Energy & Environment

House votes to delay coal mining rule

The House passed a bill Tuesday to delay an Obama administration rule designed to protect streams around coal mining operations.

Lawmakers approved Rep. Alex Mooney’s (R-W.Va.) bill on a 235 to 188 vote with 4 Democrats joining most Republicans to vote in favor. Ten Republicans voted against the bill.

The bill would delay an Office of Surface Mining (OSM) regulation until it goes through future rounds of scientific review and the Obama administration releases more information about how it was developed, effectively blocking the rule. The White House has threatened to veto the legislation.

{mosads}The rule in question — a proposal that is six years in the making for OSM  — beefs up regulations for buffer zones around streams where coal mining and mining waste is prohibited. Republicans say the rule will hamstring the coal industry and lead to further job losses among miners, something they claim Obama regulations are already exacerbating.

“Taken together, these changes will destroy up to 77,000 coal mining jobs nationwide, including up to 52,000 in the Appalachia region,” Mooney said in a floor speech Tuesday, citing an industry-backed study.

“This would be devastating to states like my home state — like West Virginia — which have already been hit hard by President Obama’s war on coal.”

Democrats, though, have said Republican concerns about employment are overblown, noting other studies showing less than a dozen job losses due to the rule. They said Tuesday that the rule would protect public health and water quality against the controversial mountaintop removal mining process.

“The majority is falling back on the same political playbook they’ve used time and time again: attack, obstruct and delay,” Rep. Alan Lowenthal (D-Calif.) said. “It’s really all about delay, it’s not about the policy.”

The House rejected a series of Democratic amendments to the bill, including those to allow the rule to move forward if it protects drinking water or to shorten the delay if it’s found to contribute to long-term health problems.

The White House threatened Monday to veto the legislation, calling it a “needless delay of these important safeguards [that] would impact the communities and economies that depend on clean water and a healthy environment.”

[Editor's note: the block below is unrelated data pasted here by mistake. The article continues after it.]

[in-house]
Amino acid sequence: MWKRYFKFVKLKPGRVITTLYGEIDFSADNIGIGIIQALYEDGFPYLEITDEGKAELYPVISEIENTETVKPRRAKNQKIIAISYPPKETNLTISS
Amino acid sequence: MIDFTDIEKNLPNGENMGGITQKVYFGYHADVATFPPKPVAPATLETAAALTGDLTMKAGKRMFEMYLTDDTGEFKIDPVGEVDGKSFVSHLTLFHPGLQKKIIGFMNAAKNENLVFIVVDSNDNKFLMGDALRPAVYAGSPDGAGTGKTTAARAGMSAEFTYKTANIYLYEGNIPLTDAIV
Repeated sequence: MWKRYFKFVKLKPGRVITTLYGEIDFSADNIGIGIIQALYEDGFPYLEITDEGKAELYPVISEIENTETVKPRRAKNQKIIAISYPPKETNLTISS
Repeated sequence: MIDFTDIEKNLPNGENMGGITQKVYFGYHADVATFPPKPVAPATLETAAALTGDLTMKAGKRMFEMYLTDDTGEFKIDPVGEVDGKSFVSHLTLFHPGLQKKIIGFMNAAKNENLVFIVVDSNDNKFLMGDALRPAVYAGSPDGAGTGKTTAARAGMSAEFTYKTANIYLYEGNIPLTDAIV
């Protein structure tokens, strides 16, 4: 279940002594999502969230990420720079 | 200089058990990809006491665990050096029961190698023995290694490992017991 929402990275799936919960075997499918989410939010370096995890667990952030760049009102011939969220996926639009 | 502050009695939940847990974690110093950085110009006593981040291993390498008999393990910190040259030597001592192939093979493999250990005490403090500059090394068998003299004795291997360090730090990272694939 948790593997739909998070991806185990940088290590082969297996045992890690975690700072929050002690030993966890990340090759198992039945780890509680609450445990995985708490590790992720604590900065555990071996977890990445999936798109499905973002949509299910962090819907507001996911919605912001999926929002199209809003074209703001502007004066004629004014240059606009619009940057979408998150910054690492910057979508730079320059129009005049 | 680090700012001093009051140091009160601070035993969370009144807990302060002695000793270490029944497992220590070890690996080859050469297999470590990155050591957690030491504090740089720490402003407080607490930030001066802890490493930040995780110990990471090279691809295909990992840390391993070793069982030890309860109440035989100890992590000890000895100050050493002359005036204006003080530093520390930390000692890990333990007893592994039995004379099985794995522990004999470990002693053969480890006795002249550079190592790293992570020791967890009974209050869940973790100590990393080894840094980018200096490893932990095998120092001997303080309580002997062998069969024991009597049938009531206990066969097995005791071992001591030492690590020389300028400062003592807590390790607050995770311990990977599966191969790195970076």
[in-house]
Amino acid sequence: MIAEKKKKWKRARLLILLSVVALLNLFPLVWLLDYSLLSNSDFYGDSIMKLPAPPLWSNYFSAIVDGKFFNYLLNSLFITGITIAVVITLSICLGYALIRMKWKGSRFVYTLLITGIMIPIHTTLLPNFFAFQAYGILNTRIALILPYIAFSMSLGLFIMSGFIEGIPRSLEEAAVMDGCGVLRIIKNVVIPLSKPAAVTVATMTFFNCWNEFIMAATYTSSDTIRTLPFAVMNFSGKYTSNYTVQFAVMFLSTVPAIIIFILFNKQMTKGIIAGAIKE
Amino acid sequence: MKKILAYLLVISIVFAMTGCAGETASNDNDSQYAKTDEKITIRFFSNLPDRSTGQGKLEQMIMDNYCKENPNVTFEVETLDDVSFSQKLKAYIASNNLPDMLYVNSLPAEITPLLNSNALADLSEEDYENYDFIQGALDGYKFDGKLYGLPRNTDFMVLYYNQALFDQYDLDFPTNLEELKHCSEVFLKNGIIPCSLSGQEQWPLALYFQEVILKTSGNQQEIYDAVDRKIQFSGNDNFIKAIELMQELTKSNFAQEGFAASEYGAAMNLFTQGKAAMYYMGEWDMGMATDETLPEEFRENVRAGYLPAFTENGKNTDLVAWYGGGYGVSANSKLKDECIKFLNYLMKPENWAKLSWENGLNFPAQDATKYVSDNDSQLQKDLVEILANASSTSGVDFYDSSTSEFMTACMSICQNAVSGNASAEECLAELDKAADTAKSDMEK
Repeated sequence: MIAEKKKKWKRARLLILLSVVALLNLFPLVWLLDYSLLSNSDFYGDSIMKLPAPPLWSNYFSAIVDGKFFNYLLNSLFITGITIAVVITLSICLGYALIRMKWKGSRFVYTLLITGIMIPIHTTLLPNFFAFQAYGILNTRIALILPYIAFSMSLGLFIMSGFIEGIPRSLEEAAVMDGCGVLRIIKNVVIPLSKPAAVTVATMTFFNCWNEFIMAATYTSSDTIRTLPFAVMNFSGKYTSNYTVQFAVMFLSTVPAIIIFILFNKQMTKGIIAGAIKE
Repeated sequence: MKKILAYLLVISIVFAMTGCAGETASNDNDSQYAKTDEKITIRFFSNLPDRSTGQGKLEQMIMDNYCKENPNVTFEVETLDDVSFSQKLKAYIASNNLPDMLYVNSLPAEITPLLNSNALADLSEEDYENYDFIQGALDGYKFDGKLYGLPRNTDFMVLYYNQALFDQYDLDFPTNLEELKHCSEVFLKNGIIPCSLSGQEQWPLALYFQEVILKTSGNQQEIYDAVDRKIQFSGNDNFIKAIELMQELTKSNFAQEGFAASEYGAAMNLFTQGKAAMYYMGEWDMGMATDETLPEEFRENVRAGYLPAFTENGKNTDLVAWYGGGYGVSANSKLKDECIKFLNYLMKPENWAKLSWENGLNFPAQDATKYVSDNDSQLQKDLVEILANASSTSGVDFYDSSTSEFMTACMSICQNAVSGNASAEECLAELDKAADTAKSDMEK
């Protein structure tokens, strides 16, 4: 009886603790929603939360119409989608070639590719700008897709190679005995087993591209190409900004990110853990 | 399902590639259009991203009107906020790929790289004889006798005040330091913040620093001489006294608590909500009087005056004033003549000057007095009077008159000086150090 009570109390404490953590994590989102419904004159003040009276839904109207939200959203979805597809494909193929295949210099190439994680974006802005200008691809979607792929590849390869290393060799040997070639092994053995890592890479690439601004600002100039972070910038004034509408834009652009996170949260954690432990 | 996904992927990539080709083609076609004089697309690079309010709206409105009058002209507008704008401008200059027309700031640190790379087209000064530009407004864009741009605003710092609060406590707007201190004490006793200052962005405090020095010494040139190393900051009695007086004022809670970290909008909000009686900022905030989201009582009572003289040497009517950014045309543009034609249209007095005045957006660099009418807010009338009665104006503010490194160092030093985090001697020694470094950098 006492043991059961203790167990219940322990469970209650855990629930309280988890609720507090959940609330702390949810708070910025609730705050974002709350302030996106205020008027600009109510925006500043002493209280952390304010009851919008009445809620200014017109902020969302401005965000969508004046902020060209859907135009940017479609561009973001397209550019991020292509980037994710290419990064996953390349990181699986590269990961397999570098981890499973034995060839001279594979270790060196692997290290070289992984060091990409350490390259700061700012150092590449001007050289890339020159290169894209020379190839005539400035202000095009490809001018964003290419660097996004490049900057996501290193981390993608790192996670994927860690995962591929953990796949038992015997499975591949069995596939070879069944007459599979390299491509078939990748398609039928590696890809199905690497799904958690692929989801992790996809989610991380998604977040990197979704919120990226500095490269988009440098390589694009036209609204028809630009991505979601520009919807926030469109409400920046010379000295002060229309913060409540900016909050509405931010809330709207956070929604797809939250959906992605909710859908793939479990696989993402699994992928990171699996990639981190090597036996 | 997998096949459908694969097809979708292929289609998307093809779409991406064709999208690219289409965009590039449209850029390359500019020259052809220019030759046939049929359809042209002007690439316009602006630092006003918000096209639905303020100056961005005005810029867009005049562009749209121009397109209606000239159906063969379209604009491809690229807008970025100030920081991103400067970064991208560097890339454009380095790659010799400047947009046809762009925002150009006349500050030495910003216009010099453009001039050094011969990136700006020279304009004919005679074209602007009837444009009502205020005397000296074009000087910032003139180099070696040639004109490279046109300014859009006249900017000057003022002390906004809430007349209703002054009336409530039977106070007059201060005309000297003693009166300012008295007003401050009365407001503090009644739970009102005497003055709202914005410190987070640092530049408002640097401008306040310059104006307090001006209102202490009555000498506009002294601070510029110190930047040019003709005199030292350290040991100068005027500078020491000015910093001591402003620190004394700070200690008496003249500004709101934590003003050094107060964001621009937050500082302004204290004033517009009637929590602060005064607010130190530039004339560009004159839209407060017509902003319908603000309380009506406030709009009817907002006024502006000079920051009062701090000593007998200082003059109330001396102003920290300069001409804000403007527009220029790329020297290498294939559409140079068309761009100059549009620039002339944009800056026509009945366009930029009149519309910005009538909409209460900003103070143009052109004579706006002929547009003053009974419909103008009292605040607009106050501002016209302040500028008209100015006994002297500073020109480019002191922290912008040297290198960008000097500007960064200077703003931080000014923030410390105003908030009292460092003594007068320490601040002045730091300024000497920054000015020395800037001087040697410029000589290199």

The OSM rule has been a source of political angst for years. Republicans say the Interior Department has done a poor job of working with states on finalizing the rule, and many state regulators have pulled out of the consultation process.

House lawmakers have previously cleared legislation blocking the rule, most recently in 2014.

The mining industry has worked hard against the rule, saying it could kill upwards of 280,000 jobs both in the coal industry and businesses supported by it. Industry groups like the National Association of Manufacturers and the National Federation of Independent Businesses endorsed the measure ahead of Tuesday’s vote.

“Thousands of Americans in coal communities throughout the country will be grateful to Rep. Mooney and his colleagues for blocking the Stream Protection Rule, the latest Obama administration attempt to destroy their livelihoods,” National Mining Association President and CEO Hal Quinn said on Monday.

But green groups have backed the rule. In a letter to lawmakers on Monday, the League of Conservation Voters called Mooney’s legislation “an awful bill that would block proposed safeguards that aim to reduce the health and environmental impacts of dangerous and destructive coal mining practices.”

“The Stream Protection Rule will finally update federal rules that currently fall woefully short of preventing serious harm to the communities living in the shadow of mining operations,” Gene Karpinski, the group’s president, wrote in the letter.

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